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Relatively Formulaic Factual Allegations Held Sufficient to Satisfy Rule 8 Pleading Under Twombly; FLSA Held a Proper Predicate to UCL Claim; Fees Prayer Under C.C.P. § 1021.5 Stricken

In Attorney's Fees, C.C.P. § 1021.5, FLSA, Rule 8, Unfair Competition Law on November 16, 2010 at 8:23 am
CALABASAS, CA - JULY 18:  The Countrywide Fina...
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The United States District Court for the Central District of California held that (1) relatively formulaic pleadings in a wage and hour case were sufficient to meet the pleading requirements of Rule 8, even under Twombly and Iqbal; (2) the FLSA is a proper predicate for a UCL claim; and (3) plaintiffs’ prayer for attorneys fees under Cal. Code Civ. Proc. section 1021.5 should be stricken. Whitaker v. Countrywide Financial Corp., No. CV CAS 09-5898 (PJWx), 2010 WL 4537098 (C.D. Cal. Nov. 1, 2010).

Background

A putative class action was brought on behalf of current and former employees of Countrywide Financial Corporation and Countrywide Home Loans, Inc. (the “Countrywide Defendants”) against the Countrywide Defendants and Bank of America, the alleged successor employer and/or successor in liability to the Countrywide Defendants. Id. *1. The FAC alleges claims for: (1) failure to pay overtime in violation of Cal. Labor Code s 510 and s 1194 and IWC Wage Order 4-2001; (2) Cal. Labor Code s 203 waiting penalties; (3) failure to provide an accurate itemized wage statement pursuant to Cal. Labor Code s 226; (4) failure to pay minimum wage in violation of Cal. Labor Code s 1194 and IWC Wage Order No. 4-2001; (5) failure to pay minimum and overtime wages in violation of the Fair Labor Standards Act, 29 U.S.C. s 206(a); and (7) unfair competition pursuant to Cal. Business & Professions Code, s 17200 et seq. Id. Defendants moved to dismiss or strike plaintiffs’ first amended complaint.  Id.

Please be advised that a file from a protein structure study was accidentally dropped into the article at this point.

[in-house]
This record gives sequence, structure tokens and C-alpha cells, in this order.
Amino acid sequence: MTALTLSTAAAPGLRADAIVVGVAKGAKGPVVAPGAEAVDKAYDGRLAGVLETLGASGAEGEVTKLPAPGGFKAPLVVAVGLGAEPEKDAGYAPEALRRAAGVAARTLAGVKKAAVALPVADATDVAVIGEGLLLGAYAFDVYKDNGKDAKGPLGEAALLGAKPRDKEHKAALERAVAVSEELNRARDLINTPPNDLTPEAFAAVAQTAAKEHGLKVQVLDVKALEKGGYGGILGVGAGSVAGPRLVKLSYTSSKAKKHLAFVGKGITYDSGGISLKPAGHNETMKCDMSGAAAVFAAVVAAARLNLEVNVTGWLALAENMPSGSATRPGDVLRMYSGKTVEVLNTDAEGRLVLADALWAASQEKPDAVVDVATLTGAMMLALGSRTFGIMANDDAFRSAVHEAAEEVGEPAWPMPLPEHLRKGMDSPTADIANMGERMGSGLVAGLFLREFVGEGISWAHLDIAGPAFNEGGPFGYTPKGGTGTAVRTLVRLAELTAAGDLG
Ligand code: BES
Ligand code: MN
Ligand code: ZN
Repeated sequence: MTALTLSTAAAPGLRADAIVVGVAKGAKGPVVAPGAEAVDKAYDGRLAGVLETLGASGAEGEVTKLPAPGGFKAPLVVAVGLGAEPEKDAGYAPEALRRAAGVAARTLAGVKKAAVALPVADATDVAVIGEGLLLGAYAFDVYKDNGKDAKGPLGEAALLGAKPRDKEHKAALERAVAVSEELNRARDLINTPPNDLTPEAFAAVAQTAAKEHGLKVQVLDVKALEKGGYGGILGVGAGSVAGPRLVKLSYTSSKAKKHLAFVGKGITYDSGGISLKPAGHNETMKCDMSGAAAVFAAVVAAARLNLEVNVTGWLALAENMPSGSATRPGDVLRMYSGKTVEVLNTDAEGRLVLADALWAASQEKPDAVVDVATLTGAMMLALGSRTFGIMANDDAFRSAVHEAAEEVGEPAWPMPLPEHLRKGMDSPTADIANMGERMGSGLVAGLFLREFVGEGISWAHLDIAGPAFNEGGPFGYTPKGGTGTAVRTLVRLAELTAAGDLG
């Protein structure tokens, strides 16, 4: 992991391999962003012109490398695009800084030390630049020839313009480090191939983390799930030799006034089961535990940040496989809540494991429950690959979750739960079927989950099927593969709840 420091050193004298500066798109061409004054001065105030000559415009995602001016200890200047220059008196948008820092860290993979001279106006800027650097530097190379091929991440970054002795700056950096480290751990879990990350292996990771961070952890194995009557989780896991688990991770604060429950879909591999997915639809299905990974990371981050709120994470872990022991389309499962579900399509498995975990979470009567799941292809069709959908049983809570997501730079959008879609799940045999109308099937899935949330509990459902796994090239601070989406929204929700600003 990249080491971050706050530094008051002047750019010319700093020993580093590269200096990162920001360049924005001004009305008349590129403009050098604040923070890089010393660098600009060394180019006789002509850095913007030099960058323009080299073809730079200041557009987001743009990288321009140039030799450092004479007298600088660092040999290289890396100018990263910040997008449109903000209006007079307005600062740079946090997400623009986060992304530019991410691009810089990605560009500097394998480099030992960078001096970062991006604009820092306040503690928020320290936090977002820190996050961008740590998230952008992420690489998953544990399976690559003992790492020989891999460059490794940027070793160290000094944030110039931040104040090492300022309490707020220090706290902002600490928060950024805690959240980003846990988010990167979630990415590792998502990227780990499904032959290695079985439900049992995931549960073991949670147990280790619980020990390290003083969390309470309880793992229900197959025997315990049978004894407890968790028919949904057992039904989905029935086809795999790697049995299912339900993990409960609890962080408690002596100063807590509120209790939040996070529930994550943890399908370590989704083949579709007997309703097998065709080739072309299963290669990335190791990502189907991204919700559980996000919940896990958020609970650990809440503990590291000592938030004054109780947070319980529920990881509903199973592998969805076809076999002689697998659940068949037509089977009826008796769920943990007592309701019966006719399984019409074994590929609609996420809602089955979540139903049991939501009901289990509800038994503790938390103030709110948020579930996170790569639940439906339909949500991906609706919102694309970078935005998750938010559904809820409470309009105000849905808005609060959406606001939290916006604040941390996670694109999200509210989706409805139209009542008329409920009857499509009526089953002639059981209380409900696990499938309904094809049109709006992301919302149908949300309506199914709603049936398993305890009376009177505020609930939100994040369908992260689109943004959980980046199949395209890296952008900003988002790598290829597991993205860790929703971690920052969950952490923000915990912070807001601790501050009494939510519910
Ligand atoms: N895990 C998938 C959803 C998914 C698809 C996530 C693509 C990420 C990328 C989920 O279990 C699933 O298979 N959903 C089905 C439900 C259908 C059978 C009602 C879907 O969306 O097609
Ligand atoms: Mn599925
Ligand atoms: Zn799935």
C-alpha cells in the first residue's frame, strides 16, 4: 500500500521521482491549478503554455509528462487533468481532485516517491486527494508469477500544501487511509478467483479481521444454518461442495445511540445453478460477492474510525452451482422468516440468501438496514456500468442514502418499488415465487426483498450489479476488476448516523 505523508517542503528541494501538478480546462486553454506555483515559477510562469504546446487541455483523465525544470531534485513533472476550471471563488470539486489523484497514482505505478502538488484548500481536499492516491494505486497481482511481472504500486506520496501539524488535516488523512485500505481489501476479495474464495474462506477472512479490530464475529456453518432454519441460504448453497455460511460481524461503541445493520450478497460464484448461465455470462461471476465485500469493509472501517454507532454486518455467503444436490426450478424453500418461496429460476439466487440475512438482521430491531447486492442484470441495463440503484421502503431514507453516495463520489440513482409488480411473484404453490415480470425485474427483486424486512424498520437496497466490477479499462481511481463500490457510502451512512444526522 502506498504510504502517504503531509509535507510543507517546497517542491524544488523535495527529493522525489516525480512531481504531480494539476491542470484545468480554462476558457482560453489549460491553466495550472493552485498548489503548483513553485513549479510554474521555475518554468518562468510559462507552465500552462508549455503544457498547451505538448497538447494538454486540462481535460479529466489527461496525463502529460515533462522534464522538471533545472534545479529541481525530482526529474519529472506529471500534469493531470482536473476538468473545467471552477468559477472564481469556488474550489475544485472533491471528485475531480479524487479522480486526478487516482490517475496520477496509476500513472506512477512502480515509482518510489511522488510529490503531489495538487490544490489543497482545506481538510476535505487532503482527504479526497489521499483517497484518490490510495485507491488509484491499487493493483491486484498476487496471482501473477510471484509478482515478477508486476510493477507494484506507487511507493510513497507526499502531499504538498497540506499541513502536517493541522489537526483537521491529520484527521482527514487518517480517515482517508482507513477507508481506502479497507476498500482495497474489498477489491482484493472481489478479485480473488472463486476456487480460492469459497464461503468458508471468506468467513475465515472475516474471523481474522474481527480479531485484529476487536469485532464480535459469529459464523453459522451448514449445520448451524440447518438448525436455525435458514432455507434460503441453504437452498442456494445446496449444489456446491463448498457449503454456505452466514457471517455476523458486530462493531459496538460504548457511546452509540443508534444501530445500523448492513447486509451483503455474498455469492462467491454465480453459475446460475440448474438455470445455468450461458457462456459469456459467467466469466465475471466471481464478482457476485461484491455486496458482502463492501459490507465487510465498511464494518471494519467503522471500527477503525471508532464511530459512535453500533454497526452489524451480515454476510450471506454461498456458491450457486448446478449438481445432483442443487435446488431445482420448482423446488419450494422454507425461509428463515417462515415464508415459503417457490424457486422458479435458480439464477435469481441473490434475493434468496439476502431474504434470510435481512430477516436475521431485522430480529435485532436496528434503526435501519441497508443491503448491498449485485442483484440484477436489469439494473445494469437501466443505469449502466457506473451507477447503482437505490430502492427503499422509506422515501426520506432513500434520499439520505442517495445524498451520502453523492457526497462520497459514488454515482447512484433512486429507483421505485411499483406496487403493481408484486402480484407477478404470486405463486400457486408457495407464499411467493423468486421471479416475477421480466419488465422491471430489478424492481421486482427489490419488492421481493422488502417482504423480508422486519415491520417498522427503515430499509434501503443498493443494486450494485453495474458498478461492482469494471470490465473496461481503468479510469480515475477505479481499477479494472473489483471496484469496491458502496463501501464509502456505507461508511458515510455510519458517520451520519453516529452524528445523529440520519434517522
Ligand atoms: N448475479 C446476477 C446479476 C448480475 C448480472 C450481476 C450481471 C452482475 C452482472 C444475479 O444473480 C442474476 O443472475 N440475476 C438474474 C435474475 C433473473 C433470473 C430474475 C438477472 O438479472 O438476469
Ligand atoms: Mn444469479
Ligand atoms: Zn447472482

Discussion

Defendants argued that plaintiffs’ claims should be dismissed because they are factually devoid and simply “parrot the statutory language and proffer purely conclusory allegations”, thereby running afoul of the standards set out in Bell Atlantic Corp. v. Twombly, 127 S.Ct. 1955, 1964-65 (2007) and Ashcroft v. Iqbal, 556 U.S. ___, 129 S.Ct. 1937 (2009). Read the rest of this entry »

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After Substantial Litigation and Full Arbitration, Second District Reverses Order Compelling Arbitration Finding That Defendants Waived Right to Arbitrate

In Uncategorized on November 15, 2010 at 9:23 am
Day 222 (Or is this Day 1 now?) - Oops!
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The Second District Court of Appeal reversed an order compelling arbitration after the conclusion of an arbitration and judicial confirmation of the arbitration award because defendants waived their right to arbitrate.  Knight v. Toe Brights, Inc., et al., No. B220648, 2010 WL 4542324 (Cal. App. 2d Dist. Nov. 12, 2010).

Background

Plaintiff Knight filed an action against her former employer, Toe Brights, Inc. (TBI), and two of its officers/directors/stockholders, alleging that they failed to pay her more than $9,000 in salary and reimbursement for expenses that was due at the time of her termination, and also failed to repay a loan from her to TBI in the amount of $41,783. Id. TBI filed its answer to Knight’s complaint, and alleged as an affirmative defense that “Plaintiff’s action is barred by any arbitration agreement requiring that this action be arbitrated.”  Id.

Defendants moved to compel arbitration about eight months after plaintiff Knight filed her suit.  Id. *1.  By that time, defendants had propounded multiple sets of discovery to which Knight had responded, and numerous discovery motions were pending.  Id. Defendants had claimed “priority” in discovery, and then refused to respond to Knight’s discovery.  Id. The court ordered the matter to arbitration less than three months before the date set for trial. Id.

The case proceeded through arbitration, and the arbitrator awarded Knight $40,000 for the repayment of her loan plus “interest at the statutory rate from the date she filed her lawsuit”.  Id. *4. Knight did not prevail on her other claims for unauthorized use of her jewelry designs, name and likeness, and the arbitrator awarded defendants $60,000 in attorney fees and $1,160 in filing fees as the prevailing parties on some of Knight’s claims. Id. The arbitrator denied Knight’s motion for attorney fees  and costs. Id. Read the rest of this entry »